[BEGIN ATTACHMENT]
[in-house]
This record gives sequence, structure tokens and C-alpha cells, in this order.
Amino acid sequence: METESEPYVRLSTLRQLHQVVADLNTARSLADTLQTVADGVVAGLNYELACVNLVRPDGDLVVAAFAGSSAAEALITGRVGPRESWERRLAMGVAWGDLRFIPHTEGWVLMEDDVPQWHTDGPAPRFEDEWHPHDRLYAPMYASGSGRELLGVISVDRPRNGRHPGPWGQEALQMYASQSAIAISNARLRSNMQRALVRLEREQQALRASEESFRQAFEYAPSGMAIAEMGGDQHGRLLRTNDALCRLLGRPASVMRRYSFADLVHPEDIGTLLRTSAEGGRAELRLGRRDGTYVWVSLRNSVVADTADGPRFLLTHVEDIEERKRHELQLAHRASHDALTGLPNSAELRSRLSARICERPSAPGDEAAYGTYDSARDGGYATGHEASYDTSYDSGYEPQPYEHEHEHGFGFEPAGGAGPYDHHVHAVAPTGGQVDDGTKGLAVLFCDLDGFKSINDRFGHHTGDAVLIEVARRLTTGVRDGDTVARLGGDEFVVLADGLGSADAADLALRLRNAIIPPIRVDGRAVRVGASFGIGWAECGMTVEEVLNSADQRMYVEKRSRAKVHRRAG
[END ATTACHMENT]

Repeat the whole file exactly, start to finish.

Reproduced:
[in-house]
This record gives sequence, structure tokens and C-alpha cells, in this order.
Amino acid sequence: METESEPYVRLSTLRQLHQVVADLNTARSLADTLQTVADGVVAGLNYELACVNLVRPDGDLVVAAFAGSSAAEALITGRVGPRESWERRLAMGVAWGDLRFIPHTEGWVLMEDDVPQWHTDGPAPRFEDEWHPHDRLYAPMYASGSGRELLGVISVDRPRNGRHPGPWGQEALQMYASQSAIAISNARLRSNMQRALVRLEREQQALRASEESFRQAFEYAPSGMAIAEMGGDQHGRLLRTNDALCRLLGRPASVMRRYSFADLVHPEDIGTLLRTSAEGGRAELRLGRRDGTYVWVSLRNSVVADTADGPRFLLTHVEDIEERKRHELQLAHRASHDALTGLPNSAELRSRLSARICERPSAPGDEAAYGTYDSARDGGYATGHEASYDTSYDSGYEPQPYEHEHEHGFGFEPAGGAGPYDHHVHAVAPTGGQVDDGTKGLAVLFCDLDGFKSINDRFGHHTGDAVLIEVARRLTTGVRDGDTVARLGGDEFVVLADGLGSADAADLALRLRNAIIPPIRVDGRAVRVGASFGIGWAECGMTVEEVLNSADQRMYVEKRSRAKVHRRAG